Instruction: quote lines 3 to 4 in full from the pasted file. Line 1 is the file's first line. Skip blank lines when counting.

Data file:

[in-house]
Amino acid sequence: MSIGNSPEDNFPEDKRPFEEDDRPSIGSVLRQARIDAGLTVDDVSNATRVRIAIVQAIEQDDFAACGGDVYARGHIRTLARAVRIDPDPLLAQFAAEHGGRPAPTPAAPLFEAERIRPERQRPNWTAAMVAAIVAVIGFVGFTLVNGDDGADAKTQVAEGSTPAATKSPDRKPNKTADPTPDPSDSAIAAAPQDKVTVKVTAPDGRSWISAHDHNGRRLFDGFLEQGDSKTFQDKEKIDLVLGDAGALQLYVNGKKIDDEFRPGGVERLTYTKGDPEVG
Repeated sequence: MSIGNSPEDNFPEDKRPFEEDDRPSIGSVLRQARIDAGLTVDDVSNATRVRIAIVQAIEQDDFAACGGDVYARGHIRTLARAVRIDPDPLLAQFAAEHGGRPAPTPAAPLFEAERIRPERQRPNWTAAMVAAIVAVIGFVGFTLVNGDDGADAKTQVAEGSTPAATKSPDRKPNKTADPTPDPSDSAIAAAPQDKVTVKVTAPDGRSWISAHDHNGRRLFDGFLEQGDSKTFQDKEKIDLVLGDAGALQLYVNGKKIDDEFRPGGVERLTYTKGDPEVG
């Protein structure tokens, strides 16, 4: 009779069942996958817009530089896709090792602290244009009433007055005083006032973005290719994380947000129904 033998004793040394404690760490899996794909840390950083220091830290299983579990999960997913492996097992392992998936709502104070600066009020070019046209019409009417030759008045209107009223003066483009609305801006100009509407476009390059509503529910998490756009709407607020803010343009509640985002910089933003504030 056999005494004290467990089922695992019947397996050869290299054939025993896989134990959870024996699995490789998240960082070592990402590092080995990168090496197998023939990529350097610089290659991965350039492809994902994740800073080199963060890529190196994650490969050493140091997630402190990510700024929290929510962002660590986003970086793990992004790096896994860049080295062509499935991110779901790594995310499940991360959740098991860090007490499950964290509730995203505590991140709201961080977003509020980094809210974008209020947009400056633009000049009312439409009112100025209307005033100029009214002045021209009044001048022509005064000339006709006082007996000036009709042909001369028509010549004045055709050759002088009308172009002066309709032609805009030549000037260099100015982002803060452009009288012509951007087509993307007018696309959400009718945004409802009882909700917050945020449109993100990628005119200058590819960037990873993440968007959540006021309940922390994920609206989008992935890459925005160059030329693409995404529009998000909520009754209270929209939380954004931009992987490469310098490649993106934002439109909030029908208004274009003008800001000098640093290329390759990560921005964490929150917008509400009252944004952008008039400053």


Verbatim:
Repeated sequence: MSIGNSPEDNFPEDKRPFEEDDRPSIGSVLRQARIDAGLTVDDVSNATRVRIAIVQAIEQDDFAACGGDVYARGHIRTLARAVRIDPDPLLAQFAAEHGGRPAPTPAAPLFEAERIRPERQRPNWTAAMVAAIVAVIGFVGFTLVNGDDGADAKTQVAEGSTPAATKSPDRKPNKTADPTPDPSDSAIAAAPQDKVTVKVTAPDGRSWISAHDHNGRRLFDGFLEQGDSKTFQDKEKIDLVLGDAGALQLYVNGKKIDDEFRPGGVERLTYTKGDPEVG
């Protein structure tokens, strides 16, 4: 009779069942996958817009530089896709090792602290244009009433007055005083006032973005290719994380947000129904 033998004793040394404690760490899996794909840390950083220091830290299983579990999960997913492996097992392992998936709502104070600066009020070019046209019409009417030759008045209107009223003066483009609305801006100009509407476009390059509503529910998490756009709407607020803010343009509640985002910089933003504030 056999005494004290467990089922695992019947397996050869290299054939025993896989134990959870024996699995490789998240960082070592990402590092080995990168090496197998023939990529350097610089290659991965350039492809994902994740800073080199963060890529190196994650490969050493140091997630402190990510700024929290929510962002660590986003970086793990992004790096896994860049080295062509499935991110779901790594995310499940991360959740098991860090007490499950964290509730995203505590991140709201961080977003509020980094809210974008209020947009400056633009000049009312439409009112100025209307005033100029009214002045021209009044001048022509005064000339006709006082007996000036009709042909001369028509010549004045055709050759002088009308172009002066309709032609805009030549000037260099100015982002803060452009009288012509951007087509993307007018696309959400009718945004409802009882909700917050945020449109993100990628005119200058590819960037990873993440968007959540006021309940922390994920609206989008992935890459925005160059030329693409995404529009998000909520009754209270929209939380954004931009992987490469310098490649993106934002439109909030029908208004274009003008800001000098640093290329390759990560921005964490929150917008509400009252944004952008008039400053």